volume 42, number 1
Temple UniversityFaculty Herald

Past Present and Future of RPPC: An Update and Report

By Marina Angel, Professor of Law and Chair of RPPC

    RPPC (the Faculty Senate Research Policies and Programs Committee) is cancelling its Fall 2011 Seed Money Application process. In the Fall of 2010, RPPC asked Dr. Kenneth Blank, Senior Vice President for Research, and Dr. Richard Englert, Interim Provost, to substantially increase our $75,000 per year Seed Money allocation for the entire University. This is the only Seed Money available to all faculty University wide. Seed Money, by definition, is meant to bring more money to Temple University by way of outside grants. RPPC is made up of prominent faculty researchers from throughout the University. Several of our members sit to evaluate multimillion dollar NIH grant requests.

   Instead of substantially increasing our $75,000 allocation, Dr. Blank recently notified us that he was reducing it to $60,000. We were also told in the Fall of 2010 by Dr. Blank that each school or college has its own Seed Money.

   We were promised a list of such Seed Money by school or college. We have not received it despite numerous requests. It seems that Deans do have research money, but many faculty do not know about it or how it is allocated. It seldom seems to be used as Seed Money. There needs to be transparency.

   At the suggestion of the Faculty Senate Steering Committee, RPPC is preparing for discussions with the Administration for an increase to $250,000 for this academic year, with additional increases in future years. Research is one of the four major funding sources for universities together with tuition, state funding, and donations. Temple is massively deficient in both research and donations. According to the list of the Top 100 Institutions in Federal Dollars for Science, 2009, our peer schools, U of Pitt and Penn State, are 13th and 14th respectively. We do not appear on the list of Top 100.

   When we determine how much money we will have to allocate for the 2011-12 academic year, there will be one application process available for faculty. It will conform to our normal Spring Semester deadlines.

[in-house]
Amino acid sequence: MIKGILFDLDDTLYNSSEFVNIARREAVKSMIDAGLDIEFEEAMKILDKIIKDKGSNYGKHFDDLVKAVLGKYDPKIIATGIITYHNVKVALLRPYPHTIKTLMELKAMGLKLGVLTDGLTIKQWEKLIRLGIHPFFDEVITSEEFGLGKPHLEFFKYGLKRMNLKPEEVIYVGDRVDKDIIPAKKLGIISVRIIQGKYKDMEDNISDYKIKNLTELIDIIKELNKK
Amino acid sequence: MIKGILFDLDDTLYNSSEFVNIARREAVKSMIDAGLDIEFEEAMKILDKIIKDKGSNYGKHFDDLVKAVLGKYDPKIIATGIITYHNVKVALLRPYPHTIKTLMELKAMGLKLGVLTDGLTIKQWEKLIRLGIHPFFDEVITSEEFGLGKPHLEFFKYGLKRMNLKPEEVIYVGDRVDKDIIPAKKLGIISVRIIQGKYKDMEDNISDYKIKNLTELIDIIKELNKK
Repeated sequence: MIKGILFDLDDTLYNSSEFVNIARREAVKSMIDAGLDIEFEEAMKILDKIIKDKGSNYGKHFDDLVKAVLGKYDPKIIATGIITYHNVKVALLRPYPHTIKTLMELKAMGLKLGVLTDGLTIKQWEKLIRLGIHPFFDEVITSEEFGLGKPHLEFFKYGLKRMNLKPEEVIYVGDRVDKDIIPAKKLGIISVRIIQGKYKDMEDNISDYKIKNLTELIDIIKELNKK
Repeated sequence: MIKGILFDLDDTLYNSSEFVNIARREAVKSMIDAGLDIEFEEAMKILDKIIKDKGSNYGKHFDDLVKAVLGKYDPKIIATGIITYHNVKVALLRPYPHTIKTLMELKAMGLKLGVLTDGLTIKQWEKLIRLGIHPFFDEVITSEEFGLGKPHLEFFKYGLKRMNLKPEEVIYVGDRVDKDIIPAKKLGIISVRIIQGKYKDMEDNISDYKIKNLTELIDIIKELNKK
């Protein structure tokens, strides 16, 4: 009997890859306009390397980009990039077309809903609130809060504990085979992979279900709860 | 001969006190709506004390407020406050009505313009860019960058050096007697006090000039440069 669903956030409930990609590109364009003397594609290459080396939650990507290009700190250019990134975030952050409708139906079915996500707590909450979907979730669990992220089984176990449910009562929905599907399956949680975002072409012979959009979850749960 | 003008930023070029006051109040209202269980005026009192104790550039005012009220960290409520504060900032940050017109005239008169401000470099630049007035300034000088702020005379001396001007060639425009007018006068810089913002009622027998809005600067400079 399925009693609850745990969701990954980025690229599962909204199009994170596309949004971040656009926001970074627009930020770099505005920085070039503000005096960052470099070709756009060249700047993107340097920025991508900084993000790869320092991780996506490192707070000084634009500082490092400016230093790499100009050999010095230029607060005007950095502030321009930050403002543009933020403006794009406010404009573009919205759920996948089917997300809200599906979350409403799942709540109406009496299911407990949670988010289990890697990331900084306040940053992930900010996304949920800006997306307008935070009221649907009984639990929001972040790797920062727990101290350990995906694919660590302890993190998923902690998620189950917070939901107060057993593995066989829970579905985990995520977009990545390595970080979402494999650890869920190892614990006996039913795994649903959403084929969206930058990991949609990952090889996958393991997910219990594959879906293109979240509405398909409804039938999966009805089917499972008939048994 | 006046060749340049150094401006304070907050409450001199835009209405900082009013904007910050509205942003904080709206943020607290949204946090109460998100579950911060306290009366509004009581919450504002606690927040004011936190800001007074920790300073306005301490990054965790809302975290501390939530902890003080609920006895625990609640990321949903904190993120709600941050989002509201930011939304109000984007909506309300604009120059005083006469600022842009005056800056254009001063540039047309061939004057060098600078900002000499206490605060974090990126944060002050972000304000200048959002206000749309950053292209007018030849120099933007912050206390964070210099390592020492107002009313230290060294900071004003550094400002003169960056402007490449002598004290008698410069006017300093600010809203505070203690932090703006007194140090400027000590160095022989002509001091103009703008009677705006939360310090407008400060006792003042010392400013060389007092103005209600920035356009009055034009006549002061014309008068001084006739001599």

2010-11 Report of the RPPC (prepared June 2011)

   RPPC is composed of 10 Faculty members, 4 elected by the Faculty Senate and 6 appointed by the Faculty Senate Steering Committee. All are dedicated researchers and teachers from throughout the University, and several participate in deciding multi-million dollar NIH grants.
    Originally RPPC was funded at only $50,000. Provost Lisa raised the amount to $75,000. This year we had only $75,000 to distribute university-wide for Seed Money grants which are meant to help researchers further developed materials and pilot studies suitable for submission to major grant authorities. At the same time that Provost Lisa gave us an additional $25,000, she established her own “Faculty” Committee to distribute Seed Money Grants of up to $50,000 per grant. Her grants continued for 2 years. When she left, her $50,000 grants per applicant were discontinued by the current Interim Provost. Some Administrators are supposed to be on RPPC, but they never participate.
    RPPC is currently the only university-wide source of Seed Money. This academic year Interim Provost Richard Englert and Senior Vice Provost for Research and Graduate Education Kenneth Blank told me that they were cutting RPPC back to the original $50,000. After discussion, they agreed to continue the $75,000 amount for 2010-2011 only. Given that this is the only source of Seed Money open to the entire University, and that, by definition, it aims to enable researchers to